Components Reviews

SRAM 1×11 Components: Where to spend your money

Part by part breakdown of where you'll find the best bang for your buck
SRAM’s 1×11 groups have revolutionized mountain bikes. Photo courtesy of Art's Cyclery

SRAM’s 1×11 groups have revolutionized mountain bikes (click to enlarge). Photo courtesy of Art’s Cyclery

Editor’s Note: This article is courtesy of the team at Art’s Cyclery. The original post can be found here.

SRAM’s 1×11 groups have revolutionized mountain bikes and we’ve only just begun to see what is possible with full suspension frame designs built around 1x groupsets. Each of SRAM’s 1x groups works great, but some of the components offer better value than others. Here are our picks for the best combination that will bring cost down but not greatly reduce performance.

For the highly visible and vulnerable rear derailleur in this group, X1 ($180) is our value pick.

For the highly visible and vulnerable rear derailleur in this group, X1 ($180) is our value pick.

For the highly visible and vulnerable rear derailleur in this group, X1 ($180) is our value pick. It is only 6 grams heavier than X01 ($200) and still features steel ball bearing equipped pulleys and all of the precision of the X01 and XX1 ($246) derailleurs for a fraction of the cost, and it looks good too. Plus you won’t shed as many tears when it gets destroyed in a crash.

The bang-for-buck pick here is to stick with the crank you have and just upgrade the chainring.

The bang-for-buck pick here is to stick with the crank you have and just upgrade the chainring.

1×11 cranksets are essentially the same as other cranksets, they just have one chainring. The bang-for-buck pick here is to stick with the crank you have and just upgrade the chainring. There are a ton of narrow wide chainrings out there these days, but in our opinion the SRAM X-Sync rings ($54 and up) really do the best job of chain retention. Chromag ($56 and up) makes some great 1x rings that license the patented SRAM X-Sync tooth design and they run cheaper than the SRAM chainrings, so they are another great option.

If you don’t have an old crank to use, SRAM’s X01 carbon crankset ($249) is outstanding and relatively affordable.

If you don’t have an old crank to use, SRAM’s X01 carbon crankset ($249) is outstanding and relatively affordable.

If you don’t have an old crank to use, SRAM’s X01 carbon crankset ($249) is outstanding and relatively affordable. It is the same as the XX1 crankset ($400 and up), but has a heavier (but removable) spider and a lower price.Thus we recommend going with this crank and opting for a direct mount chainring to get a complete crankset that is lighter than XX1 for less money. If you are on a tight budget though, the alloy X1 crank is a great option.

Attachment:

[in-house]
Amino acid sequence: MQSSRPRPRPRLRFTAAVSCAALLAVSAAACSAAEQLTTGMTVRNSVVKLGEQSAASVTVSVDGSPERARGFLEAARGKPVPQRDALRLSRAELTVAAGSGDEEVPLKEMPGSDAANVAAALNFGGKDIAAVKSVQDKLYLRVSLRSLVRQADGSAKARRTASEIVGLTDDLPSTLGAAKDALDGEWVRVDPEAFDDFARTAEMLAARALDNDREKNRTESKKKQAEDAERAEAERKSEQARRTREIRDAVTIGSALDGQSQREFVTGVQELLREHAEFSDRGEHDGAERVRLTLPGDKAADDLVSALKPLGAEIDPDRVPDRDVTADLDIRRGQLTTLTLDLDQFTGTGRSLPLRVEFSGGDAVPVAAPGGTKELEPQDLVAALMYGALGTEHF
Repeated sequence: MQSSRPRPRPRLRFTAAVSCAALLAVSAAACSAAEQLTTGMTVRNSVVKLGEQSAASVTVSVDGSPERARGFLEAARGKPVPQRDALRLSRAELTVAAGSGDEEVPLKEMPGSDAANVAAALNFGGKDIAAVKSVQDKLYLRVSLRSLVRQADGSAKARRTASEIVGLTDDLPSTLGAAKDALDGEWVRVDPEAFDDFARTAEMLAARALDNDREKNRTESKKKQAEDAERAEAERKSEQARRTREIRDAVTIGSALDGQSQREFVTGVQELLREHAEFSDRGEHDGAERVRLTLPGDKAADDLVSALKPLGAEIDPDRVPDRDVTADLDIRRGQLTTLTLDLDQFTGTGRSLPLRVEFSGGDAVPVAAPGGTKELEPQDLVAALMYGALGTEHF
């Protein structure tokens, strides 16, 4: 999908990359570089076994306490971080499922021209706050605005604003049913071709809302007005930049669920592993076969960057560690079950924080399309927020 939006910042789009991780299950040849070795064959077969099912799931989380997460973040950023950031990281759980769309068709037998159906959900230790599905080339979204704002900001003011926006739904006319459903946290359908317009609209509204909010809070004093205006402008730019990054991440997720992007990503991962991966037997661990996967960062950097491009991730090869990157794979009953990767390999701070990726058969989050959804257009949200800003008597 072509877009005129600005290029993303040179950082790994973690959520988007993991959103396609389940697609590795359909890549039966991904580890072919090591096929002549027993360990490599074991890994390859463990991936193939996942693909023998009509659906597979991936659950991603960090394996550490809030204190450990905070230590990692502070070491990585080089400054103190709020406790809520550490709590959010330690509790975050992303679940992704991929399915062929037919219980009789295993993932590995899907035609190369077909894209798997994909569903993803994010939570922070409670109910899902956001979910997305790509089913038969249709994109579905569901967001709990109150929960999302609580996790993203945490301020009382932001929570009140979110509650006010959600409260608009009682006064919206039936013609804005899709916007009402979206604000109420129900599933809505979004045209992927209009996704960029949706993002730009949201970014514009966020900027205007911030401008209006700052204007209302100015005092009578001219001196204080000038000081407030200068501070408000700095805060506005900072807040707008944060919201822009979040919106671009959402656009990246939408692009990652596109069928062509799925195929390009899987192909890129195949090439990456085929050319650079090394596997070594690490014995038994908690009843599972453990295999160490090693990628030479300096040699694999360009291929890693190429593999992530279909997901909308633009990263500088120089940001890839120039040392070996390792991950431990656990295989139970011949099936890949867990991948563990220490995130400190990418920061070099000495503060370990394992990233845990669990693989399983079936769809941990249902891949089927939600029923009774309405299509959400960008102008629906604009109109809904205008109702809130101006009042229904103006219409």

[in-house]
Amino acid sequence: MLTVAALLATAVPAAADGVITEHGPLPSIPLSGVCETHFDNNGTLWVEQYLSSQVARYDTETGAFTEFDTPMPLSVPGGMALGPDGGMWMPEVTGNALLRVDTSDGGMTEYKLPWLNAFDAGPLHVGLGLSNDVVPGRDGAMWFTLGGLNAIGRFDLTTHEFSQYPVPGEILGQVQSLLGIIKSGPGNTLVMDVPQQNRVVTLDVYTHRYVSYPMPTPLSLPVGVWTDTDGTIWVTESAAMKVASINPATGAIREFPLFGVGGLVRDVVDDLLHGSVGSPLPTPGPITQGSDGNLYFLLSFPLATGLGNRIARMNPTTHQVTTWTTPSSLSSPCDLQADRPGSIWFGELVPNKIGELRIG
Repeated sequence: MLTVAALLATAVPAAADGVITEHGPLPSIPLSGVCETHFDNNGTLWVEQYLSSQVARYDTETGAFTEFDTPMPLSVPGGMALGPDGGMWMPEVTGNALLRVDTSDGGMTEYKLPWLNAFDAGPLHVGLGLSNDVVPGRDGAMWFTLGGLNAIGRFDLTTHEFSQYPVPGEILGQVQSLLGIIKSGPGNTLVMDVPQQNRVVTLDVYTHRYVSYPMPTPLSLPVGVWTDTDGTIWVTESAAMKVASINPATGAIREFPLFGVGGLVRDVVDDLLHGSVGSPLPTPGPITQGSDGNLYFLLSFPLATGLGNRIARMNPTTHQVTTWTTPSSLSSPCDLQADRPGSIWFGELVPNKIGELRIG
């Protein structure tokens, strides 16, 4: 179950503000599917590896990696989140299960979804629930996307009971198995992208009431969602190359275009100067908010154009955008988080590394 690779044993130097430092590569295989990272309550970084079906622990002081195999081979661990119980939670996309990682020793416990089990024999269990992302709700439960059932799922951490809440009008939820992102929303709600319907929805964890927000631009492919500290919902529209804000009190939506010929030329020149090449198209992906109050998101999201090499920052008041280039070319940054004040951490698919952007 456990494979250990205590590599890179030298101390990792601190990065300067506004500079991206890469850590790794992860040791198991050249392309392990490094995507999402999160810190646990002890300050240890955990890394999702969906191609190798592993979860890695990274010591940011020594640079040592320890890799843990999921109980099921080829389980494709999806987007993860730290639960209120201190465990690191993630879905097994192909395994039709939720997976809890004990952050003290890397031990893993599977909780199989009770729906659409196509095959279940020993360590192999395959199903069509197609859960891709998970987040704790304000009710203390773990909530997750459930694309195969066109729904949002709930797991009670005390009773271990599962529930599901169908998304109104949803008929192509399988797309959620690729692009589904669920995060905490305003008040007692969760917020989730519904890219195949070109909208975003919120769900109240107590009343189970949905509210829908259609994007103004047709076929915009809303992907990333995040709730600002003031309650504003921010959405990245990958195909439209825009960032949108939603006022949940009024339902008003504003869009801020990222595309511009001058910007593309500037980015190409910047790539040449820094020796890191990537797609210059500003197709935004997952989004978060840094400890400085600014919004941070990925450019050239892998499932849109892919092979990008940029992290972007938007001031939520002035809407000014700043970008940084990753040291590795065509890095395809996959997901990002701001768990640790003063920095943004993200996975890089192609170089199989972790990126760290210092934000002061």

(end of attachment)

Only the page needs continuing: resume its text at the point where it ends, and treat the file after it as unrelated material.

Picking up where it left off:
All of SRAM’s XG 11-speed mountain cassettes are impressive with their broad range and light weight, but the X01 XG-1195 cassette ($251) is the best value of the three.

All of SRAM’s XG 11-speed mountain cassettes are impressive with their broad range and light weight, but the X01 XG-1195 cassette ($251) is the best value of the three.

All of SRAM’s XG 11-speed mountain cassettes are impressive with their broad range and light weight, but the X01 XG-1195 cassette ($251) is the best value of the three. In addition to its sexy black finish, the X01 cassette is actually just a few grams lighter than the XX1 cassette ($259), costs less, and features the essentially the same construction with 10 cogs machined from one piece of steel billet and an alloy 42-tooth cog. The X1 XG-1180 cassette ($220) is a little cheaper, but it is also 47 grams heavier and the cogs aren’t quite as stiff or crisp shifting as the ones on the X01 cassette.

Continue to page 2 for more SRAM 1×11 component picks »
About the author: Jason Sumner

An avid cyclist, Jason Sumner has been writing about two-wheeled pursuits of all kinds since 1999. He’s covered the Olympics, Tour de France, MTB world champs, and dozens of other international cycling events. He also likes to throw himself into the fray, penning first-person accounts of cycling adventures all over the globe. Sumner, who joined the Mtbr staff in 2013, has also done extensive gear testing and is the author of the cycling guide book "75 Classic Rides: Colorado." When not writing or riding, the native Coloradoan can be found enjoying life with his wife Lisa and kids Cora and Tommy in and around their home in the MTB Mecca of Crested Butte.


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